And here is a full view of the installation with Miss L in the foreground, dressed as a pink fairy, gawking at the Thanksgiving Day parade:
All photos by HT Adjemian (thanks, hon).
What does that title mean, exactly? Well, if you even plan to name your child Lucy, beware that it probably means she will be both stubborn and silly. (Blame her.) So this Christmas, with a wiser look on the world, Miss Lucy will inevitably make a Christmas list that will make this mama cringe – princesses, glitter, pink, purple… yuck. I’d be hypocritical not to allow these things in my house, as I myself wore lace and fur as a toddler, worshiped Debbie Gibson at a fairly young age, and I turned out ok, I guess. However, with little pocket money and of minimalist aesthetic (sort of… I collect vessels and chairs like no tomorrow), we’ll make this fun, old-fashioned, family Christmas more pragmatic but seemingly bent toward the self-appointed princess of the house:
- Shoes: Kids need ’em, and she wears them out like their are her j-o-b. These botas are perfect for the winter and approved by kiddo for being pink and by mama for being grey. Win-win. And those Mary Janes ain’t too bad either…
- Body pillow: We transitioned her into the big girl bed with just a pillow to buffer a midnight fall. So far, so good, and this Colette Bream pillow is a perfect fit for her new room.
- Sewing kit: She’s only three, but she’s already interested in the domestic arts like her mum. I found this simply lovely Montessori-approved kit on Etsy, but think Lucy would rather go for something more challenging and colorful, like this vintage “Sew Many Animals” kit. The pun makes it worth it, right?
- Sleeping bag: I fully appreciate that she still naps, and would like to upgrade her nap mat at school for a nice cushy one from Anorak. It’s neither pink nor princess but, kissing rabbits? C’mon!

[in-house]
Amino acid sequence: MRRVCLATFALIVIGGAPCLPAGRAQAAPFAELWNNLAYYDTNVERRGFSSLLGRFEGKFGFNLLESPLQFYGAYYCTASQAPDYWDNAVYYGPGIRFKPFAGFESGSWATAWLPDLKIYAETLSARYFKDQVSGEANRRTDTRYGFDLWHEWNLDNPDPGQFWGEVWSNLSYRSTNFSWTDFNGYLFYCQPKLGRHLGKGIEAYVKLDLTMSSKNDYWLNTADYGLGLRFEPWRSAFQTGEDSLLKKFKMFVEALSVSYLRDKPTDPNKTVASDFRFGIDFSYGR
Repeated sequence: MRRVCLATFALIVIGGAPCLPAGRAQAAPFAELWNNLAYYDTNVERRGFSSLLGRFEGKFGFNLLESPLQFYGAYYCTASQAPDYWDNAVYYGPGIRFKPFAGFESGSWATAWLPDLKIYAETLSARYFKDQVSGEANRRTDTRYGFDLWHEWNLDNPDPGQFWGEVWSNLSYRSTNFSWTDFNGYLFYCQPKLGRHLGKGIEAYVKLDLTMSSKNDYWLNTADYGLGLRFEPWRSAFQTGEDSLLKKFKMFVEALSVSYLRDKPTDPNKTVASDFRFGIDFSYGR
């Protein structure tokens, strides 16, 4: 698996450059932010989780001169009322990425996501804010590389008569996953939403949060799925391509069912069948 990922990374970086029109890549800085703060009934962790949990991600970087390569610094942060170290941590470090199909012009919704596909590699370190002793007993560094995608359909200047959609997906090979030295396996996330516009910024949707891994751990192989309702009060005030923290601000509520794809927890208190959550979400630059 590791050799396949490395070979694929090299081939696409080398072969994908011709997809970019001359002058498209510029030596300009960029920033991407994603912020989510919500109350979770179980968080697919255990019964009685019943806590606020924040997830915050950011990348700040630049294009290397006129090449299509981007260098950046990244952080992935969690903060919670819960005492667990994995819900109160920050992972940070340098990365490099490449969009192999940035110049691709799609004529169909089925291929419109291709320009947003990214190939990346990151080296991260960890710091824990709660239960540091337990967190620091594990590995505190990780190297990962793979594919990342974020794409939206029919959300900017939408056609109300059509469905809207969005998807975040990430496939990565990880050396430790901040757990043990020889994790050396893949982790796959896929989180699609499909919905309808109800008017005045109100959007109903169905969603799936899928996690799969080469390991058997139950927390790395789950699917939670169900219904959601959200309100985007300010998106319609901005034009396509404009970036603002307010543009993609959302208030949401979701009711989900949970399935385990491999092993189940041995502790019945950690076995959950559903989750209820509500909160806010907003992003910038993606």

- Breakfast: This kid loves breakfast – particularly sausage and bacon. So perhaps some faux brunch to add to the kitchen? I’m getting tired of being served fake tea and pizza, anyway…
So despite having a Lucy, I think we’ve covered the silly, and the stubborn is quashed by amazing color and geometry. Gifts for this one will get harder, but I fully appreciate the naivety of a 3 year old for the moment.
Colette Bream = Oeuf + Donna Wilson, yes? Yes. And I love it. Handmade in the US with Scottish lambswool, her playful shapes and muted colors are full of fun and whimsy. I’m pretty sure I need a few of these knitted pillows, and Lucy requires a fox tail and party hat for her evening dance parties.
A new children’s book has popped up over at Woolly Pocket – Dudley and Omar’s Moving Garden, meant to teach the youngsters about responsible gardening. As a parent, I find that teaching my daughter something makes me see it on a whole new level, as well as teaching me a thing or two. It’s on my life list to start a garden and maybe this will be the ticket to cross this one off!
I wish I was as concerned about my wardrobe as I was about my daughter’s. After all, she will outgrow her clothes in one season whereas my clothes will last years. However, browsing kids’ fashion has me re-thinking color and staples for myself. Stella McCartney’s spring/summer line is full of rich color and classic shapes, from bold-printed tunics to sweet pastel blouses. Sitting here in my layers of grey, perhaps a bit of color will propel me into spring!
Flour Clothing is serving up some great kids and adult vintage clothing. I have to admit that I love dressing my kid up all adorable-like, and don’t mind wearing my own rags. (No one pays attention to the parents and a cute kid, anyway.)
Check out this cute paper-doll stop-motion video for the new book Oliver + S has coming out later this month. It’s old-fashioned charm meets crisp modern fashion for kids – with some fun patterns for children, including tutus, backpacks, capes, and vests.